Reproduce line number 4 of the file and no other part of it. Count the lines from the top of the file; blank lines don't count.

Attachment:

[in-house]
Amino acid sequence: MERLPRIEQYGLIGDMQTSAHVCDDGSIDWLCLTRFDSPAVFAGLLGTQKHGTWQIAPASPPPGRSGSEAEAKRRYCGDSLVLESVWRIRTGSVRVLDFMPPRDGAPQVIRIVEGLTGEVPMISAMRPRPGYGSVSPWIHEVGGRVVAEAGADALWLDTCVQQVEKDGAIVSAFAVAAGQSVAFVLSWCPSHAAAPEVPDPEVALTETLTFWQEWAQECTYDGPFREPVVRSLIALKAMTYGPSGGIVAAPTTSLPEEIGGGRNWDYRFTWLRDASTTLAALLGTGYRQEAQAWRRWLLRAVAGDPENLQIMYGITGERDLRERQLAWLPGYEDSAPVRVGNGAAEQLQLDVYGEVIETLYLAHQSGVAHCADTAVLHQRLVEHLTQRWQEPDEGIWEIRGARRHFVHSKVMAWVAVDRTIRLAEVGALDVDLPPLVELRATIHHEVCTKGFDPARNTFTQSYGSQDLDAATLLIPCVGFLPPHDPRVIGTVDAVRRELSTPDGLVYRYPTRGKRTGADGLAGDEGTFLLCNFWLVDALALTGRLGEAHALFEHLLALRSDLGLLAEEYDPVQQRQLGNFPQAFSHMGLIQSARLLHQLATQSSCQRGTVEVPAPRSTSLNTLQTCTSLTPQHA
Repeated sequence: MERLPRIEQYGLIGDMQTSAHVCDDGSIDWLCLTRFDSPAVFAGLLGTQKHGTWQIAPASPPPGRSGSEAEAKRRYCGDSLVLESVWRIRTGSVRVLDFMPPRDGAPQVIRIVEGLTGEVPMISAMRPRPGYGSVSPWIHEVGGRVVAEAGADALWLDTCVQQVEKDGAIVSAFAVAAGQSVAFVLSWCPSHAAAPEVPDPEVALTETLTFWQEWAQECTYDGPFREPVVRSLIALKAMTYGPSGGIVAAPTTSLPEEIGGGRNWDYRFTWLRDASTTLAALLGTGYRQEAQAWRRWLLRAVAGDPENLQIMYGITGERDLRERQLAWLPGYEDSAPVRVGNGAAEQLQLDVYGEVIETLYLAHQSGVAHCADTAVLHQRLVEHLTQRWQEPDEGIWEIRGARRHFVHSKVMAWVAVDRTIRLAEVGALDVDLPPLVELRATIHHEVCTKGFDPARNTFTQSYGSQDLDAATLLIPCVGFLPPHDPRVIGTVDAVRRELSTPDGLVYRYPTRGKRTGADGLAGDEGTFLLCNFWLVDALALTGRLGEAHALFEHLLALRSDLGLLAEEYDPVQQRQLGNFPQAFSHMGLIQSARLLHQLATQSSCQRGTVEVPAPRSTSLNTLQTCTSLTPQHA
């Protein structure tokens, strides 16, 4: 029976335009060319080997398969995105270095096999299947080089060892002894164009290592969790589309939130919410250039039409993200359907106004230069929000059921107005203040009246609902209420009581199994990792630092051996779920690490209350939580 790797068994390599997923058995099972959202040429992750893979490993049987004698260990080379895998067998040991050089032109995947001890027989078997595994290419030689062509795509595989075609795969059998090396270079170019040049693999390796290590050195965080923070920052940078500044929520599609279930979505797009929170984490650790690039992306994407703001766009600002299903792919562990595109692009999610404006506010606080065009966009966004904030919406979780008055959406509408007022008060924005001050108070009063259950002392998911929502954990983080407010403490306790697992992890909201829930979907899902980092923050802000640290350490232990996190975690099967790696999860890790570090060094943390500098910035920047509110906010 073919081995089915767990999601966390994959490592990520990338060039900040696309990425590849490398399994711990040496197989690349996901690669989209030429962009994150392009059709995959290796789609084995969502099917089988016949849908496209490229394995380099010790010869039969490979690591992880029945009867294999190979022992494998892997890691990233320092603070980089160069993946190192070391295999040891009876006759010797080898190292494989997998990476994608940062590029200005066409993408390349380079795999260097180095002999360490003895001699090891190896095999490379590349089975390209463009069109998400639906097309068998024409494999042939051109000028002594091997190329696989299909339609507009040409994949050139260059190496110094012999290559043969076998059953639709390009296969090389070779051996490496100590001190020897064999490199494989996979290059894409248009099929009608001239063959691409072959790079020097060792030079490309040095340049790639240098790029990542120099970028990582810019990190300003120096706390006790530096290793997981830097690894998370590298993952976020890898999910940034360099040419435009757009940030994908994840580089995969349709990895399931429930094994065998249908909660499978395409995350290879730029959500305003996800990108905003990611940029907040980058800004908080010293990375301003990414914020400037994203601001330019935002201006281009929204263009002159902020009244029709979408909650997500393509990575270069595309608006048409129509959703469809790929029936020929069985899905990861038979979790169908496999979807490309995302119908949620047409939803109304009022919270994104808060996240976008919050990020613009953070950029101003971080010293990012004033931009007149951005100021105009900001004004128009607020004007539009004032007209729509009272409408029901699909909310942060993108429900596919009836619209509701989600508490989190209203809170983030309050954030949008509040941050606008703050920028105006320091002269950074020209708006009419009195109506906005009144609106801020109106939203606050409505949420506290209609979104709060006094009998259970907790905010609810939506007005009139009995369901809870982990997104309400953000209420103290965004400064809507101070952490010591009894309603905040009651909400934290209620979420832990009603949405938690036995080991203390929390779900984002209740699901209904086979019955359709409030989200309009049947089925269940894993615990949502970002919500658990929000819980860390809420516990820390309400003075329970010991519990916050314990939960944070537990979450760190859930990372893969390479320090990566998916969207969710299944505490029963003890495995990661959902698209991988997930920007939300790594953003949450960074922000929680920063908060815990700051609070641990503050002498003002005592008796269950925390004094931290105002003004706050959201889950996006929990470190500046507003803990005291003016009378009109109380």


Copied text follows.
């Protein structure tokens, strides 16, 4: 029976335009060319080997398969995105270095096999299947080089060892002894164009290592969790589309939130919410250039039409993200359907106004230069929000059921107005203040009246609902209420009581199994990792630092051996779920690490209350939580 790797068994390599997923058995099972959202040429992750893979490993049987004698260990080379895998067998040991050089032109995947001890027989078997595994290419030689062509795509595989075609795969059998090396270079170019040049693999390796290590050195965080923070920052940078500044929520599609279930979505797009929170984490650790690039992306994407703001766009600002299903792919562990595109692009999610404006506010606080065009966009966004904030919406979780008055959406509408007022008060924005001050108070009063259950002392998911929502954990983080407010403490306790697992992890909201829930979907899902980092923050802000640290350490232990996190975690099967790696999860890790570090060094943390500098910035920047509110906010 073919081995089915767990999601966390994959490592990520990338060039900040696309990425590849490398399994711990040496197989690349996901690669989209030429962009994150392009059709995959290796789609084995969502099917089988016949849908496209490229394995380099010790010869039969490979690591992880029945009867294999190979022992494998892997890691990233320092603070980089160069993946190192070391295999040891009876006759010797080898190292494989997998990476994608940062590029200005066409993408390349380079795999260097180095002999360490003895001699090891190896095999490379590349089975390209463009069109998400639906097309068998024409494999042939051109000028002594091997190329696989299909339609507009040409994949050139260059190496110094012999290559043969076998059953639709390009296969090389070779051996490496100590001190020897064999490199494989996979290059894409248009099929009608001239063959691409072959790079020097060792030079490309040095340049790639240098790029990542120099970028990582810019990190300003120096706390006790530096290793997981830097690894998370590298993952976020890898999910940034360099040419435009757009940030994908994840580089995969349709990895399931429930094994065998249908909660499978395409995350290879730029959500305003996800990108905003990611940029907040980058800004908080010293990375301003990414914020400037994203601001330019935002201006281009929204263009002159902020009244029709979408909650997500393509990575270069595309608006048409129509959703469809790929029936020929069985899905990861038979979790169908496999979807490309995302119908949620047409939803109304009022919270994104808060996240976008919050990020613009953070950029101003971080010293990012004033931009007149951005100021105009900001004004128009607020004007539009004032007209729509009272409408029901699909909310942060993108429900596919009836619209509701989600508490989190209203809170983030309050954030949008509040941050606008703050920028105006320091002269950074020209708006009419009195109506906005009144609106801020109106939203606050409505949420506290209609979104709060006094009998259970907790905010609810939506007005009139009995369901809870982990997104309400953000209420103290965004400064809507101070952490010591009894309603905040009651909400934290209620979420832990009603949405938690036995080991203390929390779900984002209740699901209904086979019955359709409030989200309009049947089925269940894993615990949502970002919500658990929000819980860390809420516990820390309400003075329970010991519990916050314990939960944070537990979450760190859930990372893969390479320090990566998916969207969710299944505490029963003890495995990661959902698209991988997930920007939300790594953003949450960074922000929680920063908060815990700051609070641990503050002498003002005592008796269950925390004094931290105002003004706050959201889950996006929990470190500046507003803990005291003016009378009109109380």